These were the days of Atari, long before I encountered Super Mario. When parallax scrolling became more prominent in the 16-bit era, I was immediately fascinated by the illusion of depth through the TV glass. The games were still clearly 2-D, and yet the 3-D-seeming backgrounds mesmerized me. Their power hasn’t actually changed that much for me in 20 years, so when I watch the layered backgrounds moving in Robot Unicorn Attack 2, I still get a little thrill. Donkey Kong Country Returns 3D uses its complex backgrounds to even stronger effect. They appear so full of secret nooks and paths untaken, paths untakeable in fact. Sometimes the game will throw you into the background for a momentary detour, but it’s just a tease. The landscapes I long for always remain out of reach.
This is what 2-D platformers provide: impossible landscapes. As these three games make clear, platformers offer a range of pleasures. But they also frame those pleasures with a profound sense of place. Their foregrounds provide hard boundaries (except where they give way to secrets). Unlike the illusion-breaking invisible walls of so many 3-D games, a 2-D wall is anything that stops horizontal movement, and there’s no threat to believability. A platform is something to stand on, no matter what it looks like. This is part of their impossibility, the part that says a landscape is whatever the game says it is. And crucially, you don’t mind. It still feels like a landscape. The illusion holds.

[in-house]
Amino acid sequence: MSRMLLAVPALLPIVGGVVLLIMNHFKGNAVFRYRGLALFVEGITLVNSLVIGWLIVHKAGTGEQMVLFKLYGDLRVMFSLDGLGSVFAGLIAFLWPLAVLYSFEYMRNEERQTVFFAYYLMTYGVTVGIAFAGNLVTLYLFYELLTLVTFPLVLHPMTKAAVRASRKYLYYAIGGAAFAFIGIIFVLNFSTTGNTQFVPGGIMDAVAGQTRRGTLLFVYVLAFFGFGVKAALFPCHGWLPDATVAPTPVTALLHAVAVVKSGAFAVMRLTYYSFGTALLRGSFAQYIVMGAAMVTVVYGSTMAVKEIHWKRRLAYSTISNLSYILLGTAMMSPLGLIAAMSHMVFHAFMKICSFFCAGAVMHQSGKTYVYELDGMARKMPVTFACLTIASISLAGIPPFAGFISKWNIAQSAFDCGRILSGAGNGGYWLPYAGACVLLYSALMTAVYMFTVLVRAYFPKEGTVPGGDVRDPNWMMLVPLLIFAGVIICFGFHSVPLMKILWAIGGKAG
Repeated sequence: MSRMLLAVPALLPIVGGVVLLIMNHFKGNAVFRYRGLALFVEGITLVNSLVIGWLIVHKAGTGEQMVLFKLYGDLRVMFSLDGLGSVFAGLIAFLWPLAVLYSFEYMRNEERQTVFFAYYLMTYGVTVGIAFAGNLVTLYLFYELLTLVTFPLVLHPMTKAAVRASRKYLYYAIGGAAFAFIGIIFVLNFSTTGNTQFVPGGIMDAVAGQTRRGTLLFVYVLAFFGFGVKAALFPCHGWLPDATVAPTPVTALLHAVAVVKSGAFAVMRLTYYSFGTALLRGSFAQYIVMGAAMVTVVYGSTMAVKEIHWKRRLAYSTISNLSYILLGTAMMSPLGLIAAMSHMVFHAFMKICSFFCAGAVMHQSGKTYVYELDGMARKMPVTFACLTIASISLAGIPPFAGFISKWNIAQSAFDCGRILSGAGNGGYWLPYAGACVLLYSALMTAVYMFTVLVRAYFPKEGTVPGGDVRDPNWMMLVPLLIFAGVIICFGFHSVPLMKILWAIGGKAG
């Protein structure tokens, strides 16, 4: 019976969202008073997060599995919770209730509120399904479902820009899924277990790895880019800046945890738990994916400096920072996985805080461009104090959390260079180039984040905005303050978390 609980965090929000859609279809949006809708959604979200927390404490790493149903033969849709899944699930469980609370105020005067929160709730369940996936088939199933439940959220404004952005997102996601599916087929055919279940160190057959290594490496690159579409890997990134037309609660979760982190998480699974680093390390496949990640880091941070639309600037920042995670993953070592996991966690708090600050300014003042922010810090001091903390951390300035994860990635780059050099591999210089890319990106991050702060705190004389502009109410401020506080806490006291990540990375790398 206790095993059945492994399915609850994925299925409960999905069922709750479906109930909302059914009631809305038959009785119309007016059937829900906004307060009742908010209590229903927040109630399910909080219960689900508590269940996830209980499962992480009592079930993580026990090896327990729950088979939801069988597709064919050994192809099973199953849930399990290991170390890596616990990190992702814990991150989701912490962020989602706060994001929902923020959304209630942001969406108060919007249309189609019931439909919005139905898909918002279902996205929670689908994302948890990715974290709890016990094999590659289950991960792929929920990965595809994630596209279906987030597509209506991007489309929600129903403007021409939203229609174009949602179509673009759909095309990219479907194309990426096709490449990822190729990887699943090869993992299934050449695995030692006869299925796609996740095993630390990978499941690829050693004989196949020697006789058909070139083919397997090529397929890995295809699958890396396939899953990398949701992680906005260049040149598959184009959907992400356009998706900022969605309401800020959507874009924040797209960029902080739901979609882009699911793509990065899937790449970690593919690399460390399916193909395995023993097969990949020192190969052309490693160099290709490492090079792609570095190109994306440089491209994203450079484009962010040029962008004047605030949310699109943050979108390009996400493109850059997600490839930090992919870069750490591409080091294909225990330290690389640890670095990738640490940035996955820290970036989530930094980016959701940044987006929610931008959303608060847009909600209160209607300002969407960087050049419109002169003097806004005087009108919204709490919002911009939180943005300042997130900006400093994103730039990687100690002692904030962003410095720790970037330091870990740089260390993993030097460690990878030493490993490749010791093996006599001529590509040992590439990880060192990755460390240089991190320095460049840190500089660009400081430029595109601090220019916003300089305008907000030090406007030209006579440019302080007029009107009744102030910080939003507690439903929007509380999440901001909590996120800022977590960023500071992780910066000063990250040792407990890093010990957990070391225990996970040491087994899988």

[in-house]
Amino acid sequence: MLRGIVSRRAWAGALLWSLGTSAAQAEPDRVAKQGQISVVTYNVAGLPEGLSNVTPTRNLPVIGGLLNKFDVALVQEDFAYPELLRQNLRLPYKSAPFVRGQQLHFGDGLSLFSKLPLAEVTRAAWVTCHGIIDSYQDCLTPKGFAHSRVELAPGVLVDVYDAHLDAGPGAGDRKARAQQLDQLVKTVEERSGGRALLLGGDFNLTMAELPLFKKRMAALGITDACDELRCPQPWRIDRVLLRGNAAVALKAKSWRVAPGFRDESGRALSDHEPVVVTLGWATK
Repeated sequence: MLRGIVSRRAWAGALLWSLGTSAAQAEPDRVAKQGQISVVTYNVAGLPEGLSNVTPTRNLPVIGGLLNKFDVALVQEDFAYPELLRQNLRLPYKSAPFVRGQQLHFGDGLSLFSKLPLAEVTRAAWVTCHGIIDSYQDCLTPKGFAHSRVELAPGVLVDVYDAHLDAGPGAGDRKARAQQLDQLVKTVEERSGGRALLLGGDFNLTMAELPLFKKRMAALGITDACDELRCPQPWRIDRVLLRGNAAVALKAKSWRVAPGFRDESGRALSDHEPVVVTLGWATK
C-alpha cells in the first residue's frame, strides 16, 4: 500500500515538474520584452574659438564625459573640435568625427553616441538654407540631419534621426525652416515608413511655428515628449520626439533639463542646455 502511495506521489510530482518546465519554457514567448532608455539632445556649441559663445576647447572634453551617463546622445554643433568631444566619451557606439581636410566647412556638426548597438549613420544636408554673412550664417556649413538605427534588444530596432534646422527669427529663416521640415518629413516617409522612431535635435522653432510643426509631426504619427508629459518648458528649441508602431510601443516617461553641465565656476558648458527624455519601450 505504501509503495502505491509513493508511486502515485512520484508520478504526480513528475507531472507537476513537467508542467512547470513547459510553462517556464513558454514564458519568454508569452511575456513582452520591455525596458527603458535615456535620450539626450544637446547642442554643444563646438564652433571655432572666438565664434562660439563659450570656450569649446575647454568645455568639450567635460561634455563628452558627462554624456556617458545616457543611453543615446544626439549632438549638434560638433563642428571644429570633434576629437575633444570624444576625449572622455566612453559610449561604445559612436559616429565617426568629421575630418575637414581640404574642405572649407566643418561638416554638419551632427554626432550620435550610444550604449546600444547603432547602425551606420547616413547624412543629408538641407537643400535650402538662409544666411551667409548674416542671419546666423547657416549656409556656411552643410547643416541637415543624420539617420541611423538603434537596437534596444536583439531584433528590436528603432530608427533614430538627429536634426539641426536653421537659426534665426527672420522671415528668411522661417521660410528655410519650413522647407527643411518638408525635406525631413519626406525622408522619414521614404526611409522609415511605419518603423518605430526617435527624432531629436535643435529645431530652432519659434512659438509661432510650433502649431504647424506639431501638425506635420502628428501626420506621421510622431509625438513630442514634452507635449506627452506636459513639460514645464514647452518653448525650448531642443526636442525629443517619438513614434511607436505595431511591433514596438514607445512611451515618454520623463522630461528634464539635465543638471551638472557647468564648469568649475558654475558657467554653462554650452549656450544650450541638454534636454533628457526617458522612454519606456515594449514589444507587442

The other part of the impossibility lies in the background itself, forever out of reach. Two-dimensional platformers are honest this way about the flat video-game screen. They taunt with untouchable backgrounds but revel in the legibility of their flat onscreen motions. We read these landscapes for stable footing and safe passage, for irregularities that mark secrets, for every nuance of their representative geography. When they move, they scroll, suggesting the impossible viewpoint and elided distortions of the panorama. We are reminded in yet another way that, as with landscape painting, 2-D platforming is foregrounded as an interpretation. And that is why it’s so evocative.
In these three games, we see the impossible landscapes of 2-D platformers moving in different directions. Donkey Kong Country Returns 3D feels like the culmination of an old-school aesthetic, a full realization but also perhaps an end. The biggest danger now is simply being iterated into the ground. Both Thomas Was Alone and Robot Unicorn Attack 2 point the other way, toward some yet-uncharted genre frontier. Thomas suggests a raised awareness going forward about both the representational power of 2-D platformers and the humanity often missing from the figures in their landscapes. Robot Unicorn honestly seems like it could fly right off the genre map, into blissful oblivion. Perhaps, though, it might inspire a motley crew of games that assumes no limitations about how we might sync with a machine and instead seeks new ways to pull the player into the impossible (and impossibly cheesy) landscape of the video-game screen on the way to some undiscovered aesthetic bliss.